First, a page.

With all the hoopla over the Dubai debt situation, I am surprised that there has been so little talk about Middle Eastern ETFs in general and ETFs with exposure to the United Arab Emirates (UAE) in particular. Part of the reason for the lack of mention is surely that there is little to choose from; the other problem is a lack of liquidity and investor interest to date. Only two ETFs with strong Middle Eastern exposure warrant mentioning: the Market Vectors Gulf States ETF (MES); and the Wisdom Tree Middle East Dividend ETF (GULF.) Neither of these ETFs is particularly liquid (neither traded over 30,000 shares on Friday) and both have managed to avoid detection by all but the most adventuresome ETF investors.
A third ETF that sometimes gets throw into the mix is the SPDR S&P Emerging Middle East and Africa ETF (GAF.) While GAF trades an average of more than 50,000 shares per day, it is important to understand that this is largely a South African investment at the moment. As of September 30, this ETF had 62% of its assets invested in South Africa, 24% in Israel, 7% in Morocco and 6% in Egypt. Notably absent are positions in the likes of the United Arab Emirates, Kuwait and Qatar.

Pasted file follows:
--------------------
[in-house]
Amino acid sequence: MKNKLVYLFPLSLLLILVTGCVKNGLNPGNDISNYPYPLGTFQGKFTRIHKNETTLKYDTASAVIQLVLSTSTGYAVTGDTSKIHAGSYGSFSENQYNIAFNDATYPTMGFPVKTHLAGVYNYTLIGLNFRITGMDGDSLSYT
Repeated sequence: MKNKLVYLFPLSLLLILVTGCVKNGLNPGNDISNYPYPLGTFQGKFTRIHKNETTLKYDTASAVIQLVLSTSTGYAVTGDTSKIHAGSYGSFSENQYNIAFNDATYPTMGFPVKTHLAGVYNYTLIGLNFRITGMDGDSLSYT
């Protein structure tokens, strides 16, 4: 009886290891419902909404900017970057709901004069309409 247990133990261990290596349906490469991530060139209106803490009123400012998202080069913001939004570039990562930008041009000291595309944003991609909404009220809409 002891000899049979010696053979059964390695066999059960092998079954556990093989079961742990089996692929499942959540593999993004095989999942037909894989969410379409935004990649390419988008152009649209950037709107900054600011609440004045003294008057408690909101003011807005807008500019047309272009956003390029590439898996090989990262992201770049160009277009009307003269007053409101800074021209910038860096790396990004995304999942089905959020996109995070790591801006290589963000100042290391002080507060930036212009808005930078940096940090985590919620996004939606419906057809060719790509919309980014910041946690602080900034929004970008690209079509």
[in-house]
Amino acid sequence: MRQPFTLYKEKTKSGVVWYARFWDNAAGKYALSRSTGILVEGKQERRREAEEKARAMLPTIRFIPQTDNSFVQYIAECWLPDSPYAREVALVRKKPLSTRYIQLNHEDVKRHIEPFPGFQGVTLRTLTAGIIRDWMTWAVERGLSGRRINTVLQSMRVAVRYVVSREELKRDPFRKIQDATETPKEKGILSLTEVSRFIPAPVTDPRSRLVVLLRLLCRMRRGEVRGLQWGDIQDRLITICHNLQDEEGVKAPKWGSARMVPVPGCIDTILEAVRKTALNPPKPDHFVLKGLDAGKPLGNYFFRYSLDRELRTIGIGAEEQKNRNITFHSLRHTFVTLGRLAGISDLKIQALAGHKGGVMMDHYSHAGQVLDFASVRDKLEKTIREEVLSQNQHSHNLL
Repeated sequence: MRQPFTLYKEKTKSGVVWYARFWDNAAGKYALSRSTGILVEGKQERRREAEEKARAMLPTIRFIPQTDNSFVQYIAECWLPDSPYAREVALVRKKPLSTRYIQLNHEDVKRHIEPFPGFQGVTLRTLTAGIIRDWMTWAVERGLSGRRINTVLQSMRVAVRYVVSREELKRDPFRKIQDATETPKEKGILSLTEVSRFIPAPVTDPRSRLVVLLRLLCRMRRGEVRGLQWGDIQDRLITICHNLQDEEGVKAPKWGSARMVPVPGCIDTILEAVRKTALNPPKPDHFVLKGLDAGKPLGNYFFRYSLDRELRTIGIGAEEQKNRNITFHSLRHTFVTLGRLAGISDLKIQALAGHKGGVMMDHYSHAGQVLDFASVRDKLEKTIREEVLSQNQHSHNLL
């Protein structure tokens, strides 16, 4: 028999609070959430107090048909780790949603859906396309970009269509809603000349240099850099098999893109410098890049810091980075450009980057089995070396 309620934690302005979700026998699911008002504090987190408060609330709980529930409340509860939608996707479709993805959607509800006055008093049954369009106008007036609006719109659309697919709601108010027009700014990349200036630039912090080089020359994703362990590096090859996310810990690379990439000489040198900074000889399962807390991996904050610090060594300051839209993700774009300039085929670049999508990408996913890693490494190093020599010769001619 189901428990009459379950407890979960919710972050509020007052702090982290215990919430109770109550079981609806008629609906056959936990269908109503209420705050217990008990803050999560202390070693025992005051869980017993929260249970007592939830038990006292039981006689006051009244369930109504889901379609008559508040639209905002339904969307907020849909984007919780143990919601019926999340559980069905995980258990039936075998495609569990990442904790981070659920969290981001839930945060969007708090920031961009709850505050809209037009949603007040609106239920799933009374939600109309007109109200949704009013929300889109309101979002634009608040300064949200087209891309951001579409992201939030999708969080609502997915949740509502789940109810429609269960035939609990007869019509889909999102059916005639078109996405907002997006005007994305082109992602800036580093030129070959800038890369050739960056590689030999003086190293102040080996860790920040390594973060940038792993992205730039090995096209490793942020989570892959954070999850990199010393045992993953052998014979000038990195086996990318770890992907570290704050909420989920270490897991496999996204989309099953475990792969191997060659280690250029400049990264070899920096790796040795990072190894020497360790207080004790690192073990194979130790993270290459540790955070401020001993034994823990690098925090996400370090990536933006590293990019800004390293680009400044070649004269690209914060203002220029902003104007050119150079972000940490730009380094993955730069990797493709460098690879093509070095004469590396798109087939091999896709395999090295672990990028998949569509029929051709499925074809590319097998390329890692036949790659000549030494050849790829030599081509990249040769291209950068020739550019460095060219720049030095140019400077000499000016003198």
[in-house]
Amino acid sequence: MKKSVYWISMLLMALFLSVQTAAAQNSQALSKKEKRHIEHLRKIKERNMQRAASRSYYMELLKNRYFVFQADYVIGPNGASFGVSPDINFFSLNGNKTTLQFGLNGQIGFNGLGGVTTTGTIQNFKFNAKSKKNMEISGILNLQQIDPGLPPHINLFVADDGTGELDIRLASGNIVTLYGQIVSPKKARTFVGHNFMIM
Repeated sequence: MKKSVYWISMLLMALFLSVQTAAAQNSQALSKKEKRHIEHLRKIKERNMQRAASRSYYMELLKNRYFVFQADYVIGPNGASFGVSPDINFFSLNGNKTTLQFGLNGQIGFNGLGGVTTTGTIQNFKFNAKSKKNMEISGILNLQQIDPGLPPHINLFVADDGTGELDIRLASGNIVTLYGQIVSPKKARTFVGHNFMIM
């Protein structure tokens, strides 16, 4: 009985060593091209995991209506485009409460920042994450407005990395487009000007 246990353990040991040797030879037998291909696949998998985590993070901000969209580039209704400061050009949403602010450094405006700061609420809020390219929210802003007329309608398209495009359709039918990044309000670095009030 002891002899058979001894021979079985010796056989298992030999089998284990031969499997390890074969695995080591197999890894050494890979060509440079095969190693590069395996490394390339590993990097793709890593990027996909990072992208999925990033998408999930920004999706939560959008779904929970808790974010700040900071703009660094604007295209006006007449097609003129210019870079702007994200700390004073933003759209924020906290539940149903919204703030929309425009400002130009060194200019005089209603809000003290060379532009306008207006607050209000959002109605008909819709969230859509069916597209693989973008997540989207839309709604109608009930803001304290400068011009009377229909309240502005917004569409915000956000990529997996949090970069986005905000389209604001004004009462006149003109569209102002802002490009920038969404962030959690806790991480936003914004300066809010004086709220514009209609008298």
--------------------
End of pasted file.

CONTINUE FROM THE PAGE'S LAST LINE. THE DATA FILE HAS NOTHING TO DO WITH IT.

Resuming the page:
Between MES and GULF, I have a slight preference for MES as an opportunity to gain exposure to the United Arab Emirates, which is why I have included MES as this week's chart of the week below. At the end of September, MES (holdings) had a 25.5% exposure to the UAE, the second highest country concentration behind a 47.7% investment in Kuwait. By contrast, GULF (holdings) had a 17.5% exposure to the UAE at the same time, which ranked second to Qatar at 30.5%.
In my opinion, there is not sufficient liquidity in either ETF to warrant any sort of trading strategy or large positions at this time, but I would not be surprised to see one or both begin to generate some more impressive volume numbers in the coming week and perhaps open up some new opportunities.